Ethics and Origins in Bucknell’s Collections

By Katie Williard

There’s a human skull in Bucknell’s collections. For the last year, Samek Fellow Sarah Hixson has been working to develop an understanding of what to do with it.

Hixson curated the Samek Downtown Gallery’s spring show, Memento: Museums & Their Dealings With The Dead, as an examination of the ethics of museum collections, including Bucknell’s own. “Museum professionals today inherit these collections and their ethical consequences,” her research reads. “Repatriation work provides current and future museum workers with the space to acknowledge the ethnocentric and colonial histories of our institutions and work on establishing better, more ethical ways of engaging with the public and growing our collections.”

“Some of my very first research of the fellowship involved trying to figure out where the skull came from and why it’s here in the first place,” Hixson says.

George Groff (top right) and Nelson F. Davis were curators of Bucknell’s earliest biology collections
Photo: Samek Art Museum
George Groff (top right) and Nelson F. Davis were curators of Bucknell’s earliest biology collections. Taxidermied ducks from the original ornithology collection were recently on display at the Samek Downtown Gallery.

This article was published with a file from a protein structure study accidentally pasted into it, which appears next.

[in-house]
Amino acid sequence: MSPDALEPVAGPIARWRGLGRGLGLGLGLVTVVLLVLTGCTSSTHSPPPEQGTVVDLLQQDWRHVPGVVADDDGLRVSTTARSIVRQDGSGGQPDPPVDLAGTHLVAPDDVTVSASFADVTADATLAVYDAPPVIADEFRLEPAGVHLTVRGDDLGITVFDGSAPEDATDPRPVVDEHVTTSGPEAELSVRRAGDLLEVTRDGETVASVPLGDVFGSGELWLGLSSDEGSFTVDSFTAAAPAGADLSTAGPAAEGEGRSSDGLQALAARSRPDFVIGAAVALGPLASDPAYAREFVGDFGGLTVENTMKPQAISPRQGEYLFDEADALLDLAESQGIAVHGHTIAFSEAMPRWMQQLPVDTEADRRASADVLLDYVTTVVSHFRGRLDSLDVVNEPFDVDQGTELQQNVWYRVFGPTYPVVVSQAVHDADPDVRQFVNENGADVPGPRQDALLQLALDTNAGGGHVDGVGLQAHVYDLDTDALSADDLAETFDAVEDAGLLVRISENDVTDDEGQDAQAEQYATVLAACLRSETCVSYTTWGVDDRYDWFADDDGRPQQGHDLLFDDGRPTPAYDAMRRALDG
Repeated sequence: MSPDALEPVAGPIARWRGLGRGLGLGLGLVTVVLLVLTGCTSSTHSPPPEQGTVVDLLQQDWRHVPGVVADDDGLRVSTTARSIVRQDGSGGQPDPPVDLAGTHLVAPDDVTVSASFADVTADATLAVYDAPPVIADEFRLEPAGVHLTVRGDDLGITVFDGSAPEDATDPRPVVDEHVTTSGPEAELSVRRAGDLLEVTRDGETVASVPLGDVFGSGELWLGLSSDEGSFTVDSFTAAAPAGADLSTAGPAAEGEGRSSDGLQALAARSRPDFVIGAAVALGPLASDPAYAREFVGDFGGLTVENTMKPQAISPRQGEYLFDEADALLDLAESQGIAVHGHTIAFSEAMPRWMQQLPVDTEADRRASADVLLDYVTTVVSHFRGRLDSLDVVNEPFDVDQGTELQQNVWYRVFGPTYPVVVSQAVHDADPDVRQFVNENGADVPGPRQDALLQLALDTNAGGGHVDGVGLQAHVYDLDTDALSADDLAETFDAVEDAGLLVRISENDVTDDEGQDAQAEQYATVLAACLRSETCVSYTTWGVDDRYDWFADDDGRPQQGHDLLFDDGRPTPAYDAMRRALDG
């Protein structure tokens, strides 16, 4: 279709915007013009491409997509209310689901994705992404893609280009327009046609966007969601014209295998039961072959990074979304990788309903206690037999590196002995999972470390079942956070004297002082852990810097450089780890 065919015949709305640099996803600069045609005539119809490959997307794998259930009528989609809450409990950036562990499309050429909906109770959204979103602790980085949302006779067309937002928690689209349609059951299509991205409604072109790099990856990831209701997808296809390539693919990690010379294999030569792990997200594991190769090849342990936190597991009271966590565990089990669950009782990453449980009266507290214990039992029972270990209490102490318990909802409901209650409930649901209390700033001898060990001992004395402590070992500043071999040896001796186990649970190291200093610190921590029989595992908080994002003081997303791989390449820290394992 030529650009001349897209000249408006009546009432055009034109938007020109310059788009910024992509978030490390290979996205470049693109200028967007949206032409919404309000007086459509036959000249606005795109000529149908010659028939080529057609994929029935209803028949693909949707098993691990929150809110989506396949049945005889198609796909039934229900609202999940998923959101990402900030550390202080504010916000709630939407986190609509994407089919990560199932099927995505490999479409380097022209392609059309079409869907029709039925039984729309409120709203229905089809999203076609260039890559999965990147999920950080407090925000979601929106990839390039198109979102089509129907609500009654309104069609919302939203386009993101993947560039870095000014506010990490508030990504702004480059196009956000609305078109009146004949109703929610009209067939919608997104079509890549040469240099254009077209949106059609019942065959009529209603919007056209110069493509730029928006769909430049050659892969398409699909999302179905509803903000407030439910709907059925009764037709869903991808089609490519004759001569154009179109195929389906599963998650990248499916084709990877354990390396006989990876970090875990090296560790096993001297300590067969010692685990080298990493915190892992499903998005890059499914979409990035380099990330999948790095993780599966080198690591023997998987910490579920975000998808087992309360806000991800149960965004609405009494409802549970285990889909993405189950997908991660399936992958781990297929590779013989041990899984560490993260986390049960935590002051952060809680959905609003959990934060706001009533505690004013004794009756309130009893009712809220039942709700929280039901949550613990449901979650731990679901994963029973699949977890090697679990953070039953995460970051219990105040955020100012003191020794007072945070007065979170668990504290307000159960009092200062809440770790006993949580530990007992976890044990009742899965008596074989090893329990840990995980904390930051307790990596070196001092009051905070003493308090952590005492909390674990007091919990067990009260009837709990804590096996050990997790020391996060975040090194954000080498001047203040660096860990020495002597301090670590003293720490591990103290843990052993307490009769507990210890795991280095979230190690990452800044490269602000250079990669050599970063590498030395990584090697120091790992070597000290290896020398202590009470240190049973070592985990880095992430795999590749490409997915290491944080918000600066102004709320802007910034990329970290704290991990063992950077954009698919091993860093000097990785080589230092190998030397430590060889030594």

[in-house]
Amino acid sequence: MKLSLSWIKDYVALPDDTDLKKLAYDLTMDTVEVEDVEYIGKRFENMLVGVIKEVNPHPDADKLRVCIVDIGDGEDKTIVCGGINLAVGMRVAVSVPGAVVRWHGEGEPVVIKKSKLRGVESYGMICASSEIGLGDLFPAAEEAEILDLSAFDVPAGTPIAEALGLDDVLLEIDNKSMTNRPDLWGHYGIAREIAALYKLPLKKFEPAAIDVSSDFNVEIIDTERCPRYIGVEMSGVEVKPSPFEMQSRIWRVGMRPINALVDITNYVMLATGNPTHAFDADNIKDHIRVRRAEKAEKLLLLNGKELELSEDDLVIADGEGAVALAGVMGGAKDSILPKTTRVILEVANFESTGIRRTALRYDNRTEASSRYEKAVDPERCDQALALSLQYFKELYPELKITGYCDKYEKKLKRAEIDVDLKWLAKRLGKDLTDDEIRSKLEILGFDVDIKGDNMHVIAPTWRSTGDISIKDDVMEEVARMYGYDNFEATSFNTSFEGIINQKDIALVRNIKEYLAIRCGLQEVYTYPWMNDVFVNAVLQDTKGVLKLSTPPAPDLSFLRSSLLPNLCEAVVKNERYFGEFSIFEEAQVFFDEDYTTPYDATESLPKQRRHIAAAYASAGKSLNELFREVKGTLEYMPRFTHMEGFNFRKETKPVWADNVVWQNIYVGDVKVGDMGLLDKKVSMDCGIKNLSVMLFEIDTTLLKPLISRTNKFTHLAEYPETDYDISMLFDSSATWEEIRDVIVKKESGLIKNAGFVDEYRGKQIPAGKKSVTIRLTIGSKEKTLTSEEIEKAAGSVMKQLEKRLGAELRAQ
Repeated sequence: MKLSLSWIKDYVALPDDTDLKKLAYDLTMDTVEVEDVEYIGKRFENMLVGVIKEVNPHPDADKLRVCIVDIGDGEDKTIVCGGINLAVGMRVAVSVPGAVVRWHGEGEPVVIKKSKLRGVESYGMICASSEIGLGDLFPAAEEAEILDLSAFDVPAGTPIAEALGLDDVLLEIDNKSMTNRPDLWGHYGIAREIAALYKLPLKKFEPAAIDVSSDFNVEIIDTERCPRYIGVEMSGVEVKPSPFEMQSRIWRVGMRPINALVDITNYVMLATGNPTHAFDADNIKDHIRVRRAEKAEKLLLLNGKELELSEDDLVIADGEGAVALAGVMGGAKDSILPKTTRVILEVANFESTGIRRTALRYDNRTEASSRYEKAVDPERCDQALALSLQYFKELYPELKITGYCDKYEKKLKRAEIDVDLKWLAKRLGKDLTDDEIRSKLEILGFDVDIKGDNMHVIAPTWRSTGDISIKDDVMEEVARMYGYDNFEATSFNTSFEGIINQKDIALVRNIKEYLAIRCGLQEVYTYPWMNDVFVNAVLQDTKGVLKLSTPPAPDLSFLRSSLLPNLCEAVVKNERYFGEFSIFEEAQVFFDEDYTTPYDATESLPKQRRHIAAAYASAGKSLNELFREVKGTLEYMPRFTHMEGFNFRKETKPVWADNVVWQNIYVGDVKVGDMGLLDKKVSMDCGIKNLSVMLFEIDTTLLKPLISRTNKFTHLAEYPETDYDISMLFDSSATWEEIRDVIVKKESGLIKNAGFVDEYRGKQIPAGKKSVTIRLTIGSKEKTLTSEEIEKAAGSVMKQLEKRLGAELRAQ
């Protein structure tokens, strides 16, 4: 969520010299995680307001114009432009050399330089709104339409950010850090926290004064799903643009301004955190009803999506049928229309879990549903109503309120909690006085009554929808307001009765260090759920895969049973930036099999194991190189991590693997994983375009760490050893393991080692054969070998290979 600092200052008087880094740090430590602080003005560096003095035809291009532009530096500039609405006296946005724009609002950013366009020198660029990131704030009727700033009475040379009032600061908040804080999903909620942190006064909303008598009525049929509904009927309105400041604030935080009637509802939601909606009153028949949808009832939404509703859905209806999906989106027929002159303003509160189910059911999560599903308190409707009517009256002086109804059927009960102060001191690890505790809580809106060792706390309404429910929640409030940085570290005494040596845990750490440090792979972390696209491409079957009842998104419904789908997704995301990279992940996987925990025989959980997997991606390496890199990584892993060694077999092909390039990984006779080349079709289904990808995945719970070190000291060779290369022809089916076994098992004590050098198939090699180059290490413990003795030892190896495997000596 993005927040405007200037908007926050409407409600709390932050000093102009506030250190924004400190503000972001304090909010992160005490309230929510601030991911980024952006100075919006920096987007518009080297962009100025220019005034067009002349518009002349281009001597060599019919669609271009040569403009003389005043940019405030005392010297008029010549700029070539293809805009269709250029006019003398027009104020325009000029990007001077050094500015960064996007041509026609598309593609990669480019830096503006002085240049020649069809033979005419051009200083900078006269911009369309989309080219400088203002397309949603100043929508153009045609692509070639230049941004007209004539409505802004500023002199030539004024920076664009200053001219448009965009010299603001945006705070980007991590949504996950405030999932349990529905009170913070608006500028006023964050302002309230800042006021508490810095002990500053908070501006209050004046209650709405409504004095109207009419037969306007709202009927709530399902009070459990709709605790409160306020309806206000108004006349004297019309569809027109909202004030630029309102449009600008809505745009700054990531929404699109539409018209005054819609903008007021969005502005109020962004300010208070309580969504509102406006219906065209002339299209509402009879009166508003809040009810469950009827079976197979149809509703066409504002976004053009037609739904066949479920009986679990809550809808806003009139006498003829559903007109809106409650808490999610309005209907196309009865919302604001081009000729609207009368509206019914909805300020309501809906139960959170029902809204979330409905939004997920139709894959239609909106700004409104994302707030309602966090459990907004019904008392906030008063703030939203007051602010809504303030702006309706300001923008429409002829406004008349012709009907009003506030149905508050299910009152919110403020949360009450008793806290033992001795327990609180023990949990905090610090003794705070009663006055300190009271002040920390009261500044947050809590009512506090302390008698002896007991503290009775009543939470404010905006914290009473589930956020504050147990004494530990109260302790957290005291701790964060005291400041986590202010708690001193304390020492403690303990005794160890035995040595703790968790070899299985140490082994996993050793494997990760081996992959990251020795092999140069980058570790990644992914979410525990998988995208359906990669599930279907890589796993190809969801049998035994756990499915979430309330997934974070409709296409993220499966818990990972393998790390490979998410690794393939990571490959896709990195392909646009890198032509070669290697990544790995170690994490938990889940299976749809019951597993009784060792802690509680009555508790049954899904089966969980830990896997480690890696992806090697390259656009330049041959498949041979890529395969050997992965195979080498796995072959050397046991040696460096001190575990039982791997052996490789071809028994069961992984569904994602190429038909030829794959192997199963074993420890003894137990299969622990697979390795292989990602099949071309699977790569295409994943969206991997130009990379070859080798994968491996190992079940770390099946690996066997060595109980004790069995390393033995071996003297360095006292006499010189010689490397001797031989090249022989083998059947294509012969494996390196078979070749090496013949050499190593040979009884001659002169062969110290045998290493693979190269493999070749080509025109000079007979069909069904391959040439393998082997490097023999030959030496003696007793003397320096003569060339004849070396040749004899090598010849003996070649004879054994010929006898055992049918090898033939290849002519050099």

In 2018, as the University worked to refine inventory and collections records, the staff came across the cranium in a cardboard box. Hixson has discovered that it was gifted to Professor Nelson Davis in 1935 by the first Bucknell biology graduate, Gilbert S. Perez, Class of 1907.

Davis, serving as the head of the biology department, had curated the University’s first Natural History Museum, which was housed in Old Main. When the building burned in 1932, the collection was lost. In his effort to rebuild, Davis solicited donations from alumni, students, families and the community.

His request resulted in an outpouring of art and artifacts without record of their origins.

“The main question we now must ask of the items in our current collection is ‘Did they come ethically?’ ” says Hixson. “We’re figuring out what potentially needs to be repatriated and working on getting those things back to where they need to be.”

Hixson’s curatorial text pinpoints the importance of intentional examination: “The stories that hide in museum collections are often found in the dark. They whisper secrets from locked cabinets and storage boxes of death, human history, the rising and falling of empires, genocidal atrocities, and social and political upheaval. Academic museums are not excluded from this pattern of collecting. Human remains, culturally sensitive and sacred objects and more are mined and excavated from graves and ruins from around the globe. Collected in the name of science and the humanities, these objects help us to better understand other cultures and genetic histories. However, when objects are taken under duress or illegally, the dead are exploited for something or someone else’s gain.”